Health authorities in the state of Washington are now observing 23 people for the Ebola virus. The 23 travelers are from the West African countries of Guinea and the Democratic Republic of the Congo (DRC), where there are current outbreaks of the disease. However, state health officials are reassuring Washington residents that there is a “very low” risk of contracting Ebola on American soil.
The Washington State Department of Health (Washington DOH) said in a March 25 statement that the 23 people will be monitored for roughly 21 days after they arrive in the U.S. “The Centers for Disease Control and Prevention (CDC) has issued an order requiring airlines to collect … contact information for passengers who were in [the two West African countries],” it added.
The statement continued that public health officials are notified once the persons under monitoring land in the U.S., so the necessary checks can be performed. Nevertheless, the Washington DOH reiterated that the risk of getting Ebola in the U.S. is very low.
The pathogen behind the “rare but deadly” disease is mainly found in sub-Saharan Africa. People can contract the Ebola virus through direct contact with an infected animal, or an infected person who is sick or has died. Furthermore, it can be contracted through bodily fluids such as vomit, blood or semen – making it highly contagious.
According to a study in the New England Journal of Medicine, the Ebola virus can live in the semen of male survivors for more than three years. Meanwhile, a separate effort by researchers discovered that the latest Ebola outbreak in West Africa may have been caused by someone who contracted the virus years earlier. The discovery shows that the virus may have hidden in a “persistently infected survivor” of a prior Ebola epidemic.
World Health Organization (WHO) Health Emergencies Program Executive Director Dr. Michael Ryan branded the findings as “scary.” He remarked that based on the discovery, the infection could lie dormant for years and transmit itself through sexual intercourse. (Related: Ebola survivor infected five years ago may have started new outbreak in Guinea.)
Two other states are also monitoring travelers from West Africa for any signs of Ebola
Washington is not the only state monitoring travelers who visited Guinea and the DRC. Health authorities are also observing an additional 45 people in Ohio and four in Oregon for any Ebola symptoms.
A March 26 report by the Columbus Dispatch said Columbus Public Health is monitoring 42 individuals, while Franklin County Public Health is keeping tabs on three people. Franklin County Public Health spokeswoman Mitzi Kline told the Dispatch via email: “This isn’t the first time we have monitored like this. It is a public health prevention measure to assure we prevent local cases.” She added that monitoring people who have traveled to areas with disease outbreaks such as Ebola is “common practice.” (Related: Fauci claims mandatory Wuhan coronavirus quarantines are “justified” – but not those for Ebola.)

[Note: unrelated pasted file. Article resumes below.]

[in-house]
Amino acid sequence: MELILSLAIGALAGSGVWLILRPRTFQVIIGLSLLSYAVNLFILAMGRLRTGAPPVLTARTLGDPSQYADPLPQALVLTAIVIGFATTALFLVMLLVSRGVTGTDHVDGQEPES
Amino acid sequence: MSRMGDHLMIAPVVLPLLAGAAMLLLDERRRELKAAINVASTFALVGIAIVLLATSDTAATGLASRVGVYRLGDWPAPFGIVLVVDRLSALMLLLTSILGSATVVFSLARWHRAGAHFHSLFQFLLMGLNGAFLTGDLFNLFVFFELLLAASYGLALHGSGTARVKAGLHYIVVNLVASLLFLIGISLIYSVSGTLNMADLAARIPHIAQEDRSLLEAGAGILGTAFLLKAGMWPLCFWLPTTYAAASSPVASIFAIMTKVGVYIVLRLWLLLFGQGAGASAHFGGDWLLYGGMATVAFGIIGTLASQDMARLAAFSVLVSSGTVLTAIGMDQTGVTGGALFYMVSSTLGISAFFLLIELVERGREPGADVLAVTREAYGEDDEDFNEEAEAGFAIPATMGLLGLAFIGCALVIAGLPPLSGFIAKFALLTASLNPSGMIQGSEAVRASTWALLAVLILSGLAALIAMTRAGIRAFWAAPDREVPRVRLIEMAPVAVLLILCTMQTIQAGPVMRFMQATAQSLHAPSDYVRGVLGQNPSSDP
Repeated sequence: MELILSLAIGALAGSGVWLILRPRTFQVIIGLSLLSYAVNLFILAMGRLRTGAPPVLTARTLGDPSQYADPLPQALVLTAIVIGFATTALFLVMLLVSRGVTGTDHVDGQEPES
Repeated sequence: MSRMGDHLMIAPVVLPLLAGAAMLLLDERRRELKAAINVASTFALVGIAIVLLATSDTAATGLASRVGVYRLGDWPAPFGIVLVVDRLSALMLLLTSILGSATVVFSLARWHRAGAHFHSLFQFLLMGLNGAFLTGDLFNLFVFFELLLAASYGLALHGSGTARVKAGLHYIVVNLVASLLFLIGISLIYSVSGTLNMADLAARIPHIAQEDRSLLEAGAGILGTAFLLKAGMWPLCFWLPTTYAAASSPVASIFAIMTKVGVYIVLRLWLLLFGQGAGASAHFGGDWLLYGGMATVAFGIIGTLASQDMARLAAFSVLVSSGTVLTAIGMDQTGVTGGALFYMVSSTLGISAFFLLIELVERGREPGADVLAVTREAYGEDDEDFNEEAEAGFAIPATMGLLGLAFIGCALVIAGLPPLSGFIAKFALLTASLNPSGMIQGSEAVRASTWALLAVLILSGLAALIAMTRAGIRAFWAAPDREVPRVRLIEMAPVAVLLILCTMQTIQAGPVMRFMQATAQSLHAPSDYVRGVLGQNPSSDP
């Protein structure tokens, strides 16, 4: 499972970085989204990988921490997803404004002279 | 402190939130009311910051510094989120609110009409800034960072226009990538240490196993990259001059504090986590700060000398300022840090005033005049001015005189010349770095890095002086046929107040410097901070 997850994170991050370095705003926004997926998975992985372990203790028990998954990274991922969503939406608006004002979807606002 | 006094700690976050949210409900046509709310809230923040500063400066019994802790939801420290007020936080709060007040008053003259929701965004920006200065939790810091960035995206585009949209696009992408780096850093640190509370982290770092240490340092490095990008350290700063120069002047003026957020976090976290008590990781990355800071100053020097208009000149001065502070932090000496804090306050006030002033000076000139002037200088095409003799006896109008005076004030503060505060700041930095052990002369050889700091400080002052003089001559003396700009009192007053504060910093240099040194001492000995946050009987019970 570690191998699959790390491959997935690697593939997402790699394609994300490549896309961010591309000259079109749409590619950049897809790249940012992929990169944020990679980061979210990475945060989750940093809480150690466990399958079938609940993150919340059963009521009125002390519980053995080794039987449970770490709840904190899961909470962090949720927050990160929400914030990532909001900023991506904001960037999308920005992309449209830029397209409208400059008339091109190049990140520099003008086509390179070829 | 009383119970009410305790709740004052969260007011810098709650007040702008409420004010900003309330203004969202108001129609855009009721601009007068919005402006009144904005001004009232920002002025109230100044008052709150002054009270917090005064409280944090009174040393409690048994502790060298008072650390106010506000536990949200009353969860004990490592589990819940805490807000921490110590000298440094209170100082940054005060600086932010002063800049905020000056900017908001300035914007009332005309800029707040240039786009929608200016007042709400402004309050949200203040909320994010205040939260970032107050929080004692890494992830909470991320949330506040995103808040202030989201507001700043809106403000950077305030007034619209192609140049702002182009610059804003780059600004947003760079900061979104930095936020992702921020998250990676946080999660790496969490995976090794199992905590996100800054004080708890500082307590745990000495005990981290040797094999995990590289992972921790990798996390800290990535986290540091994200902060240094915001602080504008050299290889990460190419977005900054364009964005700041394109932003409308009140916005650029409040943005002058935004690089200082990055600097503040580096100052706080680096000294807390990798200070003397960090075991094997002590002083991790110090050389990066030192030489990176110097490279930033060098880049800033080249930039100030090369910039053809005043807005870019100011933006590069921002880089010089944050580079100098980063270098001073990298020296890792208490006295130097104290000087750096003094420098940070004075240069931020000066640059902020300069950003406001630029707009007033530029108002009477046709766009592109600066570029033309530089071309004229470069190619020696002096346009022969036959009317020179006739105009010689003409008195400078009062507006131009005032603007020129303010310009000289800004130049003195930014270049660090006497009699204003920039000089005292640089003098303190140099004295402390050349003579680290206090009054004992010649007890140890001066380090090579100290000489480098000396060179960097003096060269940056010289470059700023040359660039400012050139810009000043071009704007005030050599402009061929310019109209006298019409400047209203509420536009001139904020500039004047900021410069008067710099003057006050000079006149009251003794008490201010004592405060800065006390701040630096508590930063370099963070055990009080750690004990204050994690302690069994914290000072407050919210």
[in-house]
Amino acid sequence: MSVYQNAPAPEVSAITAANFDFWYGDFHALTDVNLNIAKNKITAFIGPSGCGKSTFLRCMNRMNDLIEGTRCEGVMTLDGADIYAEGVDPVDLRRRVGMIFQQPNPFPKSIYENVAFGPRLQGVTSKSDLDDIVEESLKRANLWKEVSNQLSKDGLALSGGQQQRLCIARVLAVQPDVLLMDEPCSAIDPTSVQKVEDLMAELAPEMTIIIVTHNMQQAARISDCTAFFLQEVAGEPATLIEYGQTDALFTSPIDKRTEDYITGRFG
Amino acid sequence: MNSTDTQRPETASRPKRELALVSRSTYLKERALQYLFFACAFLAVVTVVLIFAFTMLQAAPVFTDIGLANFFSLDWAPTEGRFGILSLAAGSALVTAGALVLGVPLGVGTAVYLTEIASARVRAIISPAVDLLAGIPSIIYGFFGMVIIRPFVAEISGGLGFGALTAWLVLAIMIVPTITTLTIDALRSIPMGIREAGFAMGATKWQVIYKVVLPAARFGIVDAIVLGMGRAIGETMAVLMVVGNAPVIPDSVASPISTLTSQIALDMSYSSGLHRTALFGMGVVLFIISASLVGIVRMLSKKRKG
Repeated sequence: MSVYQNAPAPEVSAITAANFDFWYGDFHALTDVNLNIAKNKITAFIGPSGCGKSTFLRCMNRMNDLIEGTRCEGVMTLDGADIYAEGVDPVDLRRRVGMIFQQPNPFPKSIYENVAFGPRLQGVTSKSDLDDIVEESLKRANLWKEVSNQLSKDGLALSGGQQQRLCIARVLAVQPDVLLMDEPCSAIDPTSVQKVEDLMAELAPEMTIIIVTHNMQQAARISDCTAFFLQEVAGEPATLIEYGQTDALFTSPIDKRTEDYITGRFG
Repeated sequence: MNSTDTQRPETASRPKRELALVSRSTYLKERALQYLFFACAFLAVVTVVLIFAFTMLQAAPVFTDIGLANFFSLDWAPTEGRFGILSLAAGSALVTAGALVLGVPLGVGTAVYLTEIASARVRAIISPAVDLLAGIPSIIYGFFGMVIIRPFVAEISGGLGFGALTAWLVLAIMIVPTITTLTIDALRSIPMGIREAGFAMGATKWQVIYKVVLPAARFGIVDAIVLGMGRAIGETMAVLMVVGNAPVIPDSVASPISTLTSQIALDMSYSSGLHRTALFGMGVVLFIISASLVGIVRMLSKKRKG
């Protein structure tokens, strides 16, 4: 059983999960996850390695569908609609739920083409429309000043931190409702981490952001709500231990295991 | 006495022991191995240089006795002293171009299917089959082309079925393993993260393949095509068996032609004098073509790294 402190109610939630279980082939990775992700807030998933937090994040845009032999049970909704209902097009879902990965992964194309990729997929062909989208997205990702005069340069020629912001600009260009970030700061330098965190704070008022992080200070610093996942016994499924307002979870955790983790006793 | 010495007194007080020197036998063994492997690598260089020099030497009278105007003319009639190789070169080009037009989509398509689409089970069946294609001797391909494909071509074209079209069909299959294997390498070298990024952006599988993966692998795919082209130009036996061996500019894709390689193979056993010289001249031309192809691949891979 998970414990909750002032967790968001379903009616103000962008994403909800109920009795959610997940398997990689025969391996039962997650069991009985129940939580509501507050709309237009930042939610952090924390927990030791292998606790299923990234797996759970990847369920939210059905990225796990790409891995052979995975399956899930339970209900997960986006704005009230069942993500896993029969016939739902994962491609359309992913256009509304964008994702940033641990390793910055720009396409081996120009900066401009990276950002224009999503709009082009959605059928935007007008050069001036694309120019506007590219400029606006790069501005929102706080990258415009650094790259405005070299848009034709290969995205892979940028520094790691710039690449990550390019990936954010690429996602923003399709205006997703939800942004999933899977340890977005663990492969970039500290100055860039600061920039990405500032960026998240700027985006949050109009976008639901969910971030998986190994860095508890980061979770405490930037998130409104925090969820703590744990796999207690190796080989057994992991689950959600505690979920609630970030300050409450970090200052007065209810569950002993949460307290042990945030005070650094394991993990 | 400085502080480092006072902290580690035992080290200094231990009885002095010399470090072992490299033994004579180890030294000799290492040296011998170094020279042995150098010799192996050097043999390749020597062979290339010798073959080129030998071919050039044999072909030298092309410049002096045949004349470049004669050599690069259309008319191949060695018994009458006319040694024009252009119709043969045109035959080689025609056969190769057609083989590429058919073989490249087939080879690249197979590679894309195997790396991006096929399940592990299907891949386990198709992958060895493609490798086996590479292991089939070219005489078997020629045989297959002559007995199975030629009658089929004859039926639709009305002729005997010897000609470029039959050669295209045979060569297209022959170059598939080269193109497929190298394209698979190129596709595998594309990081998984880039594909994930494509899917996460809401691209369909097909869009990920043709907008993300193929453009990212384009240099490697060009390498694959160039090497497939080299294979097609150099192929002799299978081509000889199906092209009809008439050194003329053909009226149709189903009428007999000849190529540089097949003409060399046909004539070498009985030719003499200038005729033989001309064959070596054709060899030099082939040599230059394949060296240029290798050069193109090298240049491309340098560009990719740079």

Ohio Department of Health Medical Director Dr. Bruce Vanderhoff mirrored with Kline’s statements. During a March 22 briefing alongside Gov. Mike DeWine, the medical director said travelers who may have been exposed to the Ebola virus are observed for 21 days for any symptoms. He added that the state has been coordinating with the CDC since March 6 to monitor people coming from Ebola-stricken countries.
Vanderhoff remarked: “The CDC and WHO [believe] the risk [of Ebola] to the U.S. is very low. However, it’s not absent.”
Meanwhile, KGW 8 reported on March 25 that the Oregon Health Authority (OHA) is monitoring four people, who had traveled to the two West African countries, for the disease. The state health agency did not say where the individuals being observed were located. OHA Chief Medical Officer Dr. Richard Leman said: “We want to make sure these individuals have the support they need to monitor their health, stay in contact with public health officials and safely get help with medical services if it comes to that.”
Back in February 2021, the CDC reiterated in a press release that “the risk of Ebola [coming] to the U.S. is extremely low.” The public health agency added that it is “closely following the outbreaks of Ebola” in the affected countries and pledged to collaborate with them “to end these outbreaks before they grow into epidemics.”
Visit Outbreak.news to read more news about the resurgence of Ebola in West Africa.